We hinted back in June that a new radio station to be called Storm FM was preparing to begin transmission in the Sun City. As you read this piece, Storm FM owned by business mogul Tony Bennett is test-transmitting from the Knights of St. Johns building at the heart of Sunyani on the 101.9 segment of the FM meter band.
Storm FM actually commenced test transmission in November but had to go off due to some electrical installation problems which have since been rectified thus paving way for effective test transmission.
Storm FM we hear, will be operating under the management of former broadcaster and football administrator, Charles Ntim, popularly called Micky Charles and if experience and connections are anything to go by, then the young station is headed for success. We also hear that long time reggae presenter RapTee Saint Addo is also likely to be engaged as the Events and Promotions Manager for the station.
It’s still early days but the ingredients one requires to have a successful test transmission can all be seen in the campaign of Storm FM. Their sound is clear and coverage is wider, plus they have good music stock (at least from what they’ve played so far) as well as custom-made and appealing station liners and IDs. They’ve also activated the radio data system (RDS) which seems to be working very well relaying vital information about the station such as name, frequency, location, studio phone number, etc.
Another thing to talk about is branding and we think that they’ve not done badly at all even though they need to do more. Storm FM’s branded saloon car has been crisscrossing the Sun City for more than four months or so. Anybody who uses the main street in front of the Knights of St Johns building might have seen a giant Storm FM sign written in decorative lighting (covered in black), erected on top of the building. The only thing we’re yet to see are stickers and other souvenirs which are also important branding items that radio stations use.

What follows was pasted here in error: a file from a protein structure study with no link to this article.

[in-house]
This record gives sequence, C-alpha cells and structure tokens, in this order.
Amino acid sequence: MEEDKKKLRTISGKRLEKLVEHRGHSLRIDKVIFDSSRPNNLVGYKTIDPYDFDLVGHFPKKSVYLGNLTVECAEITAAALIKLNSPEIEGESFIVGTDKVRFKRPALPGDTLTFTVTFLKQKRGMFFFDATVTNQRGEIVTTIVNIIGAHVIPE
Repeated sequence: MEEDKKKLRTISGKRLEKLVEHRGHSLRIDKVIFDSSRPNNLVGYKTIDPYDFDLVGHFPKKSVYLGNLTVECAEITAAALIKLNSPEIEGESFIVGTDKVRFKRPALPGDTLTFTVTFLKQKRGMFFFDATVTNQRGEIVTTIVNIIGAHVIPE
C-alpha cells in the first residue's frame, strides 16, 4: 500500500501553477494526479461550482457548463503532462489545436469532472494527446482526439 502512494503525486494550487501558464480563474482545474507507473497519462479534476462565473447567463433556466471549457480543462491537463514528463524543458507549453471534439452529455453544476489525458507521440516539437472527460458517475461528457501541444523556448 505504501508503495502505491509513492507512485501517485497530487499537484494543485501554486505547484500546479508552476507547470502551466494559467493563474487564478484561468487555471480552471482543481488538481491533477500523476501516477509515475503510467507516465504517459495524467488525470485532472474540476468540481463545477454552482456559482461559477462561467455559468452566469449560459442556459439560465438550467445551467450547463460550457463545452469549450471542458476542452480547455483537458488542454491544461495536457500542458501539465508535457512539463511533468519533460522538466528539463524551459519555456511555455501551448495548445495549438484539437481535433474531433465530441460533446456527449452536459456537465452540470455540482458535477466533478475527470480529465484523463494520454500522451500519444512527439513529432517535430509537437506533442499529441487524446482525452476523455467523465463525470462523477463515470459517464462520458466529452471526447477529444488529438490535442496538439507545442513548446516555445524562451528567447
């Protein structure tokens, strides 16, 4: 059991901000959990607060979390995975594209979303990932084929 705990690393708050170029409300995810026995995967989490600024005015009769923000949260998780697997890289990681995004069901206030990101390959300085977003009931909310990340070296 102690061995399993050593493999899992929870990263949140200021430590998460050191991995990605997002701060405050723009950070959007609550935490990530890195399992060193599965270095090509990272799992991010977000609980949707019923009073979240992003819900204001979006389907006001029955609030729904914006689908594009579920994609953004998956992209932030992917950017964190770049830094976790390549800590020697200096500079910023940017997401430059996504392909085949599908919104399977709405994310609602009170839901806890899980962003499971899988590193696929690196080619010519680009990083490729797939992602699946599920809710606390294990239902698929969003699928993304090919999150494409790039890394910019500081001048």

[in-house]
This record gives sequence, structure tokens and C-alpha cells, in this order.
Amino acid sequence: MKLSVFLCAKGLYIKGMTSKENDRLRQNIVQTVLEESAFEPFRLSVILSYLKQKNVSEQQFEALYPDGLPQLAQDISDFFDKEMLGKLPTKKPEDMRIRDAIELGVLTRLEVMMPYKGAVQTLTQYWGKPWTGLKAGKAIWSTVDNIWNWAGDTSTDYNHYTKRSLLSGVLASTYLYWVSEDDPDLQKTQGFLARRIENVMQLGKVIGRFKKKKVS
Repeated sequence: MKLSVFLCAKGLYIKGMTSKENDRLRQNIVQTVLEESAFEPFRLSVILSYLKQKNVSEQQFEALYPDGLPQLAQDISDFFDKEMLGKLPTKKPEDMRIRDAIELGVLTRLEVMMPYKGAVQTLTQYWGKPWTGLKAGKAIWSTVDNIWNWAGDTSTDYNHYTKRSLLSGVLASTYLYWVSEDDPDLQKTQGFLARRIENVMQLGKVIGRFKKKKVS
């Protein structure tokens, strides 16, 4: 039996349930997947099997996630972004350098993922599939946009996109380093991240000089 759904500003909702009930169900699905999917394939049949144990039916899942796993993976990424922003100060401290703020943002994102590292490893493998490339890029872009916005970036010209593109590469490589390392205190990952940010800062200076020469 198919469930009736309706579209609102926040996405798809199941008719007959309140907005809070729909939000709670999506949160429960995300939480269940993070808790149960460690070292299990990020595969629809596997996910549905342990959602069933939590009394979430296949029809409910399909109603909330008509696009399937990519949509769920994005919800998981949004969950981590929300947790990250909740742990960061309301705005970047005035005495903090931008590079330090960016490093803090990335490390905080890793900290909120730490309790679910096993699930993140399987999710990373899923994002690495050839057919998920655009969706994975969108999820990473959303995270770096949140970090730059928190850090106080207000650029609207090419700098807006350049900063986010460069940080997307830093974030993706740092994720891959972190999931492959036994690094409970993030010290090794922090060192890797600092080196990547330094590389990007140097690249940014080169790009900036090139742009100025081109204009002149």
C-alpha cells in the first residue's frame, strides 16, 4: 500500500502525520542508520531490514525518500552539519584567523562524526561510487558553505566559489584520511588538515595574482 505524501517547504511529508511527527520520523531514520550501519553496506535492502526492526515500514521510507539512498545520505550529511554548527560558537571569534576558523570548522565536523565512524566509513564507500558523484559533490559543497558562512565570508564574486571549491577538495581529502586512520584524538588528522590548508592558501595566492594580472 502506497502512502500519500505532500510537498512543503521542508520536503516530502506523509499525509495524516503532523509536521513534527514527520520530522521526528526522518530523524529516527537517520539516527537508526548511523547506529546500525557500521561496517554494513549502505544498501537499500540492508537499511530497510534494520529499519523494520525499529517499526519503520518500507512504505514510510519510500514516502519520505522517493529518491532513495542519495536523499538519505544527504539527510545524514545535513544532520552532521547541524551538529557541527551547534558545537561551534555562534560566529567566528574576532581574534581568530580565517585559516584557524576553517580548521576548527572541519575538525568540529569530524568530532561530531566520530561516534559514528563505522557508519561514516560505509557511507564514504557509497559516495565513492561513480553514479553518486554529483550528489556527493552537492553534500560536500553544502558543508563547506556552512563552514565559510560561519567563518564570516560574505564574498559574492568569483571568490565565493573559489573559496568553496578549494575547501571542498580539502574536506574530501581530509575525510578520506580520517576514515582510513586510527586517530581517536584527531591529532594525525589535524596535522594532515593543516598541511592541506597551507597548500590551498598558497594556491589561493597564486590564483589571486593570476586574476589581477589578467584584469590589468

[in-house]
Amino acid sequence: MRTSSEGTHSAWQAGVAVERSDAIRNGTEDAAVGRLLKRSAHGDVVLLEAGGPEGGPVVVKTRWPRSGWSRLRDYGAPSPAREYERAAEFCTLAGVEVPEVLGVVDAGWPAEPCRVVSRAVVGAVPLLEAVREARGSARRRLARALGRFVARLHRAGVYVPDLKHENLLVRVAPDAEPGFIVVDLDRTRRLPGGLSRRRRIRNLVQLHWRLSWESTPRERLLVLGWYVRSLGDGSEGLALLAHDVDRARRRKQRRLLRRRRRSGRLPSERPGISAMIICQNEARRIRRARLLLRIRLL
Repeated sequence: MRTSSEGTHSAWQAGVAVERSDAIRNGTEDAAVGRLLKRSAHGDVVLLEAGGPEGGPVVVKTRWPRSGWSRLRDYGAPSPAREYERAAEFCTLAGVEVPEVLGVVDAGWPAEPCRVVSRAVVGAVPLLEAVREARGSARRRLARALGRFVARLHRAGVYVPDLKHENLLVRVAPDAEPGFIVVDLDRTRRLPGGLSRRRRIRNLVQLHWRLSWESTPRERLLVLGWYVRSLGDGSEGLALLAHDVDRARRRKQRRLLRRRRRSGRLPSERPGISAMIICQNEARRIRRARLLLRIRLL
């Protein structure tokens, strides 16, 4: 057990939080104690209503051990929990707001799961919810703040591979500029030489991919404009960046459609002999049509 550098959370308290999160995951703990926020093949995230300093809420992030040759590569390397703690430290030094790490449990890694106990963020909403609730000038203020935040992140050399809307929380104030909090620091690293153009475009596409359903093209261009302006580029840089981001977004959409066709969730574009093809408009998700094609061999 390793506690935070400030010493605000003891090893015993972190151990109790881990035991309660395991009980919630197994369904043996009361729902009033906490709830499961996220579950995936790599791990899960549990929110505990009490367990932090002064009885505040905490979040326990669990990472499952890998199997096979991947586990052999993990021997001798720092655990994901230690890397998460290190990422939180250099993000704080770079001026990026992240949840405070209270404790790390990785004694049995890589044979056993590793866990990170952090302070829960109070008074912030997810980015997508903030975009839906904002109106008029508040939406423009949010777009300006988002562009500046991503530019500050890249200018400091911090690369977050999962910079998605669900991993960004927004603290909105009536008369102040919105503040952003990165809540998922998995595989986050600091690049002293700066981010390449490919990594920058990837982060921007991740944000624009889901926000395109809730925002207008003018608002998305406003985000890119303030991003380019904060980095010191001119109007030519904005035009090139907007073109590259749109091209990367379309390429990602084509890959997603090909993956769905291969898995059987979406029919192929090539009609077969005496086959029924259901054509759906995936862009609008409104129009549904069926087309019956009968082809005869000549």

There’s not much to say except that it looks as if a little inexperience is sometimes exhibited in the way the test is played, at least judging from the unnecessary intermittent slowing of music tempos.
Another thing is that we’re yet to hear more of burger highlife. Songs from the likes of George Darko, Frank Baafi, Ben Brako, Albert Jones, Jon Kay, Pat Thomas, Lee Duodu, Slim Young, Rex Gyamfi, Thomas Frimpong, Joe Mensah, Gee Man, AB Crentsil, Paapa Yankson, Jessie Jones, C.K. Man, Obibini Takyi, Nana Tuffuor, Nakorex, etc. are very essential in test transmission situations. So far, the hiplife, contemporary highlife, gospel, hip-hop, RnB, and old school experience has been OK.
In the past radio stations whose test transmissions easily come to mind include Classic FM in 1999 when they went to the extent of bringing down DJ Azigiza Jnr. to lead the team; Space FM in 2002 had Kwame Baah-Acheamfour and others who left good memories; Adepa FM in 2006/2007 left refreshing memories and recently Agoro FM in Berekum also had a rewarding test transmission. All these stations are still forces to reckon with and it shows the importance of ensuring a successful test transmission.
We’re not by any means saying that successful test transmission is the only thing that ensures a station’s success. After all, there are stations whose test had tremendous impact but became total apologies when it came to serious business and a perfect example is Nkosuo 95.3Mhz in Kumasi.
For Storm FM to be counted among the stations whose test transmission easily comes to mind, they need to ensure a good flow of music. They must play a lot of songs that people wish to hear but are not getting the chance to and also songs that listeners can easily follow, mime or sing along as they play. We think that would do the magic for them.
As we’ve already hinted in our June articles, several names are making the rounds and we’ll be here to feed you with all the rumours as and when they appear. We’ll also be available writing about the good and the bad as they happen.